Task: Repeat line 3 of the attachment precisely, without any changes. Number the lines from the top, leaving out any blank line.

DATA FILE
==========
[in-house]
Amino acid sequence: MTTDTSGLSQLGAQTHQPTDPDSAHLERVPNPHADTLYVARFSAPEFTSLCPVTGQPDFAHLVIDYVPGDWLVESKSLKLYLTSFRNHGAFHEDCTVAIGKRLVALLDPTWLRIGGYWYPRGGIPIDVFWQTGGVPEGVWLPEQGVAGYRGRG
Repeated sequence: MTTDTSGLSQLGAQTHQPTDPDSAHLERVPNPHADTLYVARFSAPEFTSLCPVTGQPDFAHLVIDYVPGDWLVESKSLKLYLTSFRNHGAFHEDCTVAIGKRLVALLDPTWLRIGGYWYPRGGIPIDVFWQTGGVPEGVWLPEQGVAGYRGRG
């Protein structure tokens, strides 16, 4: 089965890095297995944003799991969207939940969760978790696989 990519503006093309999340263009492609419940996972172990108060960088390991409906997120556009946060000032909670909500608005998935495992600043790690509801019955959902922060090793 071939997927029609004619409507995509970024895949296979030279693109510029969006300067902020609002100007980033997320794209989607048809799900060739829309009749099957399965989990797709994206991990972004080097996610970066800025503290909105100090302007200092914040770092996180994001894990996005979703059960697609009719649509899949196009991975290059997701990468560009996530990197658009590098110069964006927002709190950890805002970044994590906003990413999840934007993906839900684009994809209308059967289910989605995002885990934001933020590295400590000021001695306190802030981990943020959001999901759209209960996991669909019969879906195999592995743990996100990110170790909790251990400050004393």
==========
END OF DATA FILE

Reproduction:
Repeated sequence: MTTDTSGLSQLGAQTHQPTDPDSAHLERVPNPHADTLYVARFSAPEFTSLCPVTGQPDFAHLVIDYVPGDWLVESKSLKLYLTSFRNHGAFHEDCTVAIGKRLVALLDPTWLRIGGYWYPRGGIPIDVFWQTGGVPEGVWLPEQGVAGYRGRG